Friday, April 25, 2008

How remedy poison?
poison are not available medicine...
Research are remedy poison...

Medicinal uses
People have eaten this nutritious, sugar-rich fruit for thousands of years. The sugar and fibre in figs give them their famous laxative effect.
Flavonoids and coumarins in both the fruits and leaves contribute to fig’s digestive, soothing, calming and anti-inflammatory effects. Fig also helps to clear catarrh from the nose and throat, and to remove poisons. Eating the fruits can ease coughs, sore throats and the pain of various inflammatory conditions.
Researchers have investigated the use of figs in treating diabetes. A Spanish clinical trial published in 1998 found that people with type 1 (insulin-dependent - diabetes taking fig-leaf decoctions had lower blood sugar levels after eating meals.
In traditional medicine, the milky sap of the fig tree was applied externally to soothe minor aches, pains and insect bites, as well as to remove warts. However, the sap can burn and blister the skin and should be treated with caution.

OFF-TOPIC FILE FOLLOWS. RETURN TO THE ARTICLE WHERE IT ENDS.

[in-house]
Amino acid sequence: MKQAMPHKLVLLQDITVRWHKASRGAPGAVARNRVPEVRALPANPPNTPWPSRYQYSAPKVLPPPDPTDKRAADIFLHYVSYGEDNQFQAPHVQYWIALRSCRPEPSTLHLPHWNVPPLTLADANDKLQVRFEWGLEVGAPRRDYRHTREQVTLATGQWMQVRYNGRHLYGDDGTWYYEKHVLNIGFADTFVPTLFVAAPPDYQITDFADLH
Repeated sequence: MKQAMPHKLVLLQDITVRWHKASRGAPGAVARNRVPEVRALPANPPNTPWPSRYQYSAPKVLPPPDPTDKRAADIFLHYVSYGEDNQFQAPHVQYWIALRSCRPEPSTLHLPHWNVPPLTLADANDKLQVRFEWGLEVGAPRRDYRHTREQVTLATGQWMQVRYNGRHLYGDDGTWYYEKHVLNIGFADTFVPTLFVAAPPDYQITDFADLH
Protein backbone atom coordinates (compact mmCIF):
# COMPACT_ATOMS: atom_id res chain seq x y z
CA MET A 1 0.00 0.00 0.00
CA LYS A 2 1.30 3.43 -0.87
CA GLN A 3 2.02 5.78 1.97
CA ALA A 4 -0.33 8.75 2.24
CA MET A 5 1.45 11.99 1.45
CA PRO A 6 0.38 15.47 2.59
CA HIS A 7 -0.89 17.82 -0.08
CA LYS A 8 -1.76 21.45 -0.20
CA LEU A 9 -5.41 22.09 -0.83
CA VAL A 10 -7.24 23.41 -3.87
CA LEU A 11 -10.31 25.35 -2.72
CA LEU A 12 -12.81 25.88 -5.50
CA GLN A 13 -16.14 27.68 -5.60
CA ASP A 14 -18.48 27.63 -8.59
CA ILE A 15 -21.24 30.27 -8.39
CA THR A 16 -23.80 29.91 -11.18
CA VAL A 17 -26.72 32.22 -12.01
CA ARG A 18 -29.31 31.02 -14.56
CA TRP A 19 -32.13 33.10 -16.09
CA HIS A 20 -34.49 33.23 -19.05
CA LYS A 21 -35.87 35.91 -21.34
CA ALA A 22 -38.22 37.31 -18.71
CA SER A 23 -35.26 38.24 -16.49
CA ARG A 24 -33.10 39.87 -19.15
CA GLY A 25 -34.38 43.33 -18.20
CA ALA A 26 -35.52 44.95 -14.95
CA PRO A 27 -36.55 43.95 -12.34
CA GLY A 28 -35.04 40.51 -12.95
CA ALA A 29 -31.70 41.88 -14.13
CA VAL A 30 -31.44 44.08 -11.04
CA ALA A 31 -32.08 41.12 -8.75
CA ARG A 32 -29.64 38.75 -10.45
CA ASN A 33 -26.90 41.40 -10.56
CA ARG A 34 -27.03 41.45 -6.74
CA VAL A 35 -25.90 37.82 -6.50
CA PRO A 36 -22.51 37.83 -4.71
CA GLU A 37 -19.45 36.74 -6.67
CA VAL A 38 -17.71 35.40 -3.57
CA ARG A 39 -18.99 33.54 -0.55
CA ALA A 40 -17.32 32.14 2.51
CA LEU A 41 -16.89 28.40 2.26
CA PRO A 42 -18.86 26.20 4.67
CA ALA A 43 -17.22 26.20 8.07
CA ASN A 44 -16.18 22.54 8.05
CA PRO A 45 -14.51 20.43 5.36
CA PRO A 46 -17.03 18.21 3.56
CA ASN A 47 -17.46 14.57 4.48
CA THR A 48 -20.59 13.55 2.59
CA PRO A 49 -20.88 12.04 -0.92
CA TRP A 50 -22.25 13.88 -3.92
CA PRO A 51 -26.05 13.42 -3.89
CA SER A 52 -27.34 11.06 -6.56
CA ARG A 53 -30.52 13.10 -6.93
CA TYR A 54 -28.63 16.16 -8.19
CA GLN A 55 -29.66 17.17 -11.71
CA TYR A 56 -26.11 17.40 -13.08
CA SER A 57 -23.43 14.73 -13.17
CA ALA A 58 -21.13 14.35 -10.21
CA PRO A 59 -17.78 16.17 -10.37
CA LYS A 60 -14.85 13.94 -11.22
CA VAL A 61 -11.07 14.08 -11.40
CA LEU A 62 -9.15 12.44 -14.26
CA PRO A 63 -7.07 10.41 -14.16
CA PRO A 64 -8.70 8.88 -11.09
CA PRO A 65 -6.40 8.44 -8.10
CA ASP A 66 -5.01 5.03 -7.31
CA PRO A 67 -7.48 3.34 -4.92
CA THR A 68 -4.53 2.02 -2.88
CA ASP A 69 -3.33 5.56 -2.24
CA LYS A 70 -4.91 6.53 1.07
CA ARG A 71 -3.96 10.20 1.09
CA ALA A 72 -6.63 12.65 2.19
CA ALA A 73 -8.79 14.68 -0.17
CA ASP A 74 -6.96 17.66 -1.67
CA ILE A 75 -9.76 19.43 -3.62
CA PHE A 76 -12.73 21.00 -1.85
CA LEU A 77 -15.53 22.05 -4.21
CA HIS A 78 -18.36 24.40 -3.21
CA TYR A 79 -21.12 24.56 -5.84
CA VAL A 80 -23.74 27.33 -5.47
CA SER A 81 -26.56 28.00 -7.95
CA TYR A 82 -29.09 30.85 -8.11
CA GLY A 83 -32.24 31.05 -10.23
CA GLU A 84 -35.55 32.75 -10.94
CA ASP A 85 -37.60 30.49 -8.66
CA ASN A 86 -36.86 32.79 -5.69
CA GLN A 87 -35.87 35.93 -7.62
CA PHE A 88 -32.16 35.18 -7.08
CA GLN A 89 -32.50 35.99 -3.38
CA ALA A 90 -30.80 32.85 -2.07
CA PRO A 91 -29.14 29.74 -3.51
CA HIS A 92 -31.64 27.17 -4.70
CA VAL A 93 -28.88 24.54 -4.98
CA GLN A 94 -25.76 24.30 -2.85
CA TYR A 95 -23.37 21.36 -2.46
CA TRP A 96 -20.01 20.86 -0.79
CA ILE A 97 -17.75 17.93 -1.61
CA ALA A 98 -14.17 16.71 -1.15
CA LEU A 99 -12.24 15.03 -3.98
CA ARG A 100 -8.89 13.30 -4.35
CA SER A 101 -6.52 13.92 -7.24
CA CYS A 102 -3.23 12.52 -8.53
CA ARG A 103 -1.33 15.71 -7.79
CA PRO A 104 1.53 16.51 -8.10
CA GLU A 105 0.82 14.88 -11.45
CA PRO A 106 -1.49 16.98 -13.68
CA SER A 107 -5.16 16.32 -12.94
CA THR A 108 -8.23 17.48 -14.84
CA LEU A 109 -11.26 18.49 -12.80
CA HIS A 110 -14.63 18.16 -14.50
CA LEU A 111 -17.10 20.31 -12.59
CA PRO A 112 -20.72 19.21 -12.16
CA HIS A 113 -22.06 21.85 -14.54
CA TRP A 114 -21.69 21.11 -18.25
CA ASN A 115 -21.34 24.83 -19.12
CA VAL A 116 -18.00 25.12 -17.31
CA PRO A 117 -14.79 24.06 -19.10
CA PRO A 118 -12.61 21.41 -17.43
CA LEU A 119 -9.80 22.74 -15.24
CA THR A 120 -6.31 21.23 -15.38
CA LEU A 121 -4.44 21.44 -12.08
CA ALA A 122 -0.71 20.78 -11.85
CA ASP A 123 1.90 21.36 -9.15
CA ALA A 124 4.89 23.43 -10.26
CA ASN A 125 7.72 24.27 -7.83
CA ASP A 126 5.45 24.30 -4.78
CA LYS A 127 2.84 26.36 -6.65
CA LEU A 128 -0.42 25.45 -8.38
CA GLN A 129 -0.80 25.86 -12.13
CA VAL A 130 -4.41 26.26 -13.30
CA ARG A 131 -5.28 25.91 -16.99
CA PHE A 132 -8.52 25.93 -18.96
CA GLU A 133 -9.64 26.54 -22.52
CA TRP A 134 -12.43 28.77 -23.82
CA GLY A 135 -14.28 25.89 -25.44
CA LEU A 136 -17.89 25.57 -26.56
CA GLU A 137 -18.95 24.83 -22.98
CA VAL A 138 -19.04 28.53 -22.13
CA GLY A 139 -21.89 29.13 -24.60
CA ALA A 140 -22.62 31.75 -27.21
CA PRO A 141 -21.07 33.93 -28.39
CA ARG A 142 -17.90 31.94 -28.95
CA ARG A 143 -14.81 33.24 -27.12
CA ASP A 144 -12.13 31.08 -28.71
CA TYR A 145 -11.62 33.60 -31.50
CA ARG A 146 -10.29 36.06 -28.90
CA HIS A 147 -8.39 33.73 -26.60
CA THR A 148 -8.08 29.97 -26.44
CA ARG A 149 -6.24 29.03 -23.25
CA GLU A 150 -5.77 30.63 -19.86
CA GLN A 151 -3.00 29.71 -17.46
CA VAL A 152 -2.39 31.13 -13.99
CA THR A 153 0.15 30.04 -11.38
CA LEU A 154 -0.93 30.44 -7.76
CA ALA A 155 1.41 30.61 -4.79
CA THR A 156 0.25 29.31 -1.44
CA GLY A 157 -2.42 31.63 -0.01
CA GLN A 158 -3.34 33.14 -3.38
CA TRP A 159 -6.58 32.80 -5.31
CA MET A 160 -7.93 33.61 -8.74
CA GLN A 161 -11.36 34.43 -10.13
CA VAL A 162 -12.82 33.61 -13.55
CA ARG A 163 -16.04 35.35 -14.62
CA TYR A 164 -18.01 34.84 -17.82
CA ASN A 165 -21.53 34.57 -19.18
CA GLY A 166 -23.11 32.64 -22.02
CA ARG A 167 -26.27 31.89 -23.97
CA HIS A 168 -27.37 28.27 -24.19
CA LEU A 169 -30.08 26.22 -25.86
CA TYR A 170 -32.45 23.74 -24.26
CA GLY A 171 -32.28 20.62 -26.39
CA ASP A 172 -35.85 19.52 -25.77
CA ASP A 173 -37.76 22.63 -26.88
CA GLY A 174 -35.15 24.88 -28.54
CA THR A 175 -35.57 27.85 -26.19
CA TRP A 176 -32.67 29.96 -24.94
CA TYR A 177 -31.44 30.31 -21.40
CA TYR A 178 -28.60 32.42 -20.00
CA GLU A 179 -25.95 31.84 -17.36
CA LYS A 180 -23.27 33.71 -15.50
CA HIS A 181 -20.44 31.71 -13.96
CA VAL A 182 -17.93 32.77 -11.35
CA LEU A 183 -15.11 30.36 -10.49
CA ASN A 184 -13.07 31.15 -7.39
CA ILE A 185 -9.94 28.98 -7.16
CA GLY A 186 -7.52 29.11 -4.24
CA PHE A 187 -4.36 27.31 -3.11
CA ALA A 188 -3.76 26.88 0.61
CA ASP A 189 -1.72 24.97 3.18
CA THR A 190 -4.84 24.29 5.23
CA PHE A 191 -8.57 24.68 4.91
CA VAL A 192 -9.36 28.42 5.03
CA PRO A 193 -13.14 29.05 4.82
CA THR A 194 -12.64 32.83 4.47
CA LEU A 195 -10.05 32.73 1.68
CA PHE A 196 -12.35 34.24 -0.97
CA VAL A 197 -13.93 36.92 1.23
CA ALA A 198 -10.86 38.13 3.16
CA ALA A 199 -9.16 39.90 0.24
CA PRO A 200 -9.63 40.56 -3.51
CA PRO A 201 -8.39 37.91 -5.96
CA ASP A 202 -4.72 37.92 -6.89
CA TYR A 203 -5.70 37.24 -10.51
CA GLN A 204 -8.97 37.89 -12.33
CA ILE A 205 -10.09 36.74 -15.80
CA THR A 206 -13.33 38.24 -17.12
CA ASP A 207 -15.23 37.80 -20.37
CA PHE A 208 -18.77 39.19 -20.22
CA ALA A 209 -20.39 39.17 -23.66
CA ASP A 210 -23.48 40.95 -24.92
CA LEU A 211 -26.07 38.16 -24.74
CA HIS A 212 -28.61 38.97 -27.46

Some varieties of fig do well against south-facing walls. Plant ready-bought young plants or cuttings in a well-drained, neutral to alkaline soil.
Parts used
Fruit, leaves and rarely, the sap
1. figs and fig leaves are used in tinctures and decoctions
2. The fruit is eaten fresh or dried
3. fig syrup is used as a mild laxative

· To date, there have been no reported adverse side effects or toxicity even after prolonged use.
· Remember that fig is a laxative
· Keep out of strong sunlight when using fig as the coumarins may induce photosensitization
· Do not take the sap internally.

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